WORDS Laurie Trueman
Brioni is the Italian menswear couture house recognized for its made to measure men’s suits and leather goods. Its history is embedded with famous clientele - the peak of Brioni’s look was in the 1950s - dressing classic stars such as John Wayne and Clark Gable. It is famously known for its concepts within menswear; ready to wear haute couture, trunk shows and the man as fashion consumer - who Brioni see as both business and entertainment driven.
In the 21st century however, the house has lacked momentum on the menswear spectrum – with little presence in the fashion calendar or online. Desiring to take a new turn in its history, in March 2016 Brioni opted for a true rock and roll rock creative director in their hiring of Justin O’Shea. O’Shea, previously fashion director at German site MyTheresa has never been a designer but has always been a driving force in sales. His personal look is what makes him such a wise choice - O’Shea is a three-piece suit wearing street style sensation, he is tattooed, profoundly muscular and to boot with a heavy love for hard rock.
In his first few months at the helm, O’Shea’s new look Brioni could be compared to Hedi Slimane’s previous vision at Saint Laurent – reminiscent of a certain era and look. He has redesigned the Brioni logo, it is now semi-gothic, semi hard-rock font inspired and the new campaign is fronted by American heavy metal giants Metallica.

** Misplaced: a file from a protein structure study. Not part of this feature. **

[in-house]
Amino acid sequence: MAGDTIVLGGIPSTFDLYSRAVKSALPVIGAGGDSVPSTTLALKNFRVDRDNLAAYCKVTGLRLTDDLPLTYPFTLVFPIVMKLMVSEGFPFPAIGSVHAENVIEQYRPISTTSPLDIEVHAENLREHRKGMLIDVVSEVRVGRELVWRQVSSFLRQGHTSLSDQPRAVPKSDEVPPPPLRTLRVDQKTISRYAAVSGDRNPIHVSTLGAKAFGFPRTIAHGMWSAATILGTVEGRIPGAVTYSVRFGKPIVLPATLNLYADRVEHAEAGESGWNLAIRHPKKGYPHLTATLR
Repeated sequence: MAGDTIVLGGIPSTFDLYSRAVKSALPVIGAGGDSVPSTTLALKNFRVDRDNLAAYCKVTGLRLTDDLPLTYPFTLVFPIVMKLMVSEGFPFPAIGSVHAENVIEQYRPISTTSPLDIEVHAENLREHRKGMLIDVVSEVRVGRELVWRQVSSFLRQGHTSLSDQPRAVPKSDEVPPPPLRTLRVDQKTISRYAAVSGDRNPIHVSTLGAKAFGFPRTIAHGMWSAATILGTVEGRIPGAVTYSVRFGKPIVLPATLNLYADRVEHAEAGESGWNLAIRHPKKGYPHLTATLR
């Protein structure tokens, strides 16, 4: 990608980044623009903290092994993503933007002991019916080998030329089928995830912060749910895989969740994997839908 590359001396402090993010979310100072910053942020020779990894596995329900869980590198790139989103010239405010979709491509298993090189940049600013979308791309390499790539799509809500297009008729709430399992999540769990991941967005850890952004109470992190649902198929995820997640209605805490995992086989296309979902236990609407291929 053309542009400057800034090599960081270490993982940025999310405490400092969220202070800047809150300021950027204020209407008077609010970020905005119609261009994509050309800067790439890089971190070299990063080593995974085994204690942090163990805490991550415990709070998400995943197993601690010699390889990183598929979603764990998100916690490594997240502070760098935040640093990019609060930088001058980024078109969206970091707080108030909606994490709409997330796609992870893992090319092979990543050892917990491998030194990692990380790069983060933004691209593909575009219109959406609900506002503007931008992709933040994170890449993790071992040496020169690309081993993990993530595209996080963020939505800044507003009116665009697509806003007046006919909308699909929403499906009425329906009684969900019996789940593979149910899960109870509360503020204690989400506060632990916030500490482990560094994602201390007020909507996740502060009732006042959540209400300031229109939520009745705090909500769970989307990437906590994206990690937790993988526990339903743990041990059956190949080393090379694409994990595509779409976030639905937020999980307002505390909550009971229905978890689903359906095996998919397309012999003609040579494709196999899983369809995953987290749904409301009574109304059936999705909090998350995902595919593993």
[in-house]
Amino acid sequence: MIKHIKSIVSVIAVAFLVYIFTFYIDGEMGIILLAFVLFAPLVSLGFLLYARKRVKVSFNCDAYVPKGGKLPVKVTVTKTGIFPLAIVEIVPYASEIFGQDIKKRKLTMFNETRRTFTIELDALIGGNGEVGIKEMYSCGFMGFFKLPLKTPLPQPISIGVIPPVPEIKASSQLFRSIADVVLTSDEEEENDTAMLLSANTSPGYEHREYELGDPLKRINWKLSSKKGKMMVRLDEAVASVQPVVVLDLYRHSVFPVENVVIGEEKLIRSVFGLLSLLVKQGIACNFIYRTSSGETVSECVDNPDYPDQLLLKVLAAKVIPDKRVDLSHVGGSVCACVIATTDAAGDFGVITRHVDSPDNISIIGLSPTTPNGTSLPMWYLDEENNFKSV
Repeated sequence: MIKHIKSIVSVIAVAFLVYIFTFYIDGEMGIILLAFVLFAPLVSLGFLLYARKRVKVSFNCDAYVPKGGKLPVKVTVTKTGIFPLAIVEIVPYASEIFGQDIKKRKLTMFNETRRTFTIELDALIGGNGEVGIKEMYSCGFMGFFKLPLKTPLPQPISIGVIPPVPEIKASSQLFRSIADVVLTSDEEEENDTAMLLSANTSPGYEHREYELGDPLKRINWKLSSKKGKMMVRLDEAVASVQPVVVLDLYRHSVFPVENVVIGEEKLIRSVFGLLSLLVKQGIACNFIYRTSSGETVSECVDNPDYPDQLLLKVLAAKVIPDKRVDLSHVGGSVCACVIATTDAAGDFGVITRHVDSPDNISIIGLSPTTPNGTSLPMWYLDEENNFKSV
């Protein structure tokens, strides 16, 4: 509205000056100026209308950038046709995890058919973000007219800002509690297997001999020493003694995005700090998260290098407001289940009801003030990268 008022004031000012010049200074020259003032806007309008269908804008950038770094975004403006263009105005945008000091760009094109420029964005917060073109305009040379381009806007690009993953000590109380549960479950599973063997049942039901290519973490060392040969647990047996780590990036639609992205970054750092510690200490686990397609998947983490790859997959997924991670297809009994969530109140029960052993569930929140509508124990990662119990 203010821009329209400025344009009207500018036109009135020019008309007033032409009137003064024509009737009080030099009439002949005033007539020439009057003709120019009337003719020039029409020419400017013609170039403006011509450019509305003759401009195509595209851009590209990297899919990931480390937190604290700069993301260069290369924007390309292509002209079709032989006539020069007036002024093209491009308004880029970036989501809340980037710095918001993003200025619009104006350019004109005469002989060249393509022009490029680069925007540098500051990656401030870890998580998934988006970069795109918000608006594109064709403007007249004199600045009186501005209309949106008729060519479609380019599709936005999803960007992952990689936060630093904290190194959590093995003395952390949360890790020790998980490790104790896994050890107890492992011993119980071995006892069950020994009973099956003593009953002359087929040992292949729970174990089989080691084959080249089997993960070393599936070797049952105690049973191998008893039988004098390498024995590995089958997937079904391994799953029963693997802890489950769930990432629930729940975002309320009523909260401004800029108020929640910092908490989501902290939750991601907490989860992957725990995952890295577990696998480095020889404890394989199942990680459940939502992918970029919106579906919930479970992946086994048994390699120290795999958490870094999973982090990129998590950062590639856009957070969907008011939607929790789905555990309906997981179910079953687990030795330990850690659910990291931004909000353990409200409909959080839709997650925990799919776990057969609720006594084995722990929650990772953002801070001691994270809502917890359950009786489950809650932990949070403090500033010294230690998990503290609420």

Accordingly, the fashion world was looking to O’Shea’s first runway collection to see how the clothes would follow suit and on Monday 4th of July, in the midst of the women’s Fall-Winter 2016 couture shows, O’Shea’s first Brioni collection was launched.
The show honed in on tailored jackets, heavy leather and silk shirts combined with double breasted suits – O’Shea has opted for the traditional elements of Brioni’s bespoke tailoring, combined with a rock and roll eccentricity, that has developed from his personal style and his knowledge of a business model that will sell.
Brioni has taken a turn towards a hardened menswear, heavily and unapologetically masculine with a solid rock undercurrent. The suits were ultra trim and made up a majority of the collection – made with large shoulders and wide collars, complete with wide ties – not a look for wallflowers but for rock eccentrics. The downside to this collection, however, is his predominant use of fur and crocodile leather. In this day and age fur is not the only way to go.
O’Shea has the ability to put Brioni back on the fashion map with a line-up of men in a hardened suit. The tailoring is second to none with a modern opulence – foreseen to be adorned by rock and street style stars alike – who will keep the suits as a staple luxury item – fitting in a wardrobe of both rock and roll and classic tailoring. Brioni are convincing men to buy into the extravagant suit again and as O’Shea has tried to position in the advertising campaign - this is a look that the greatest of music fans will buy into.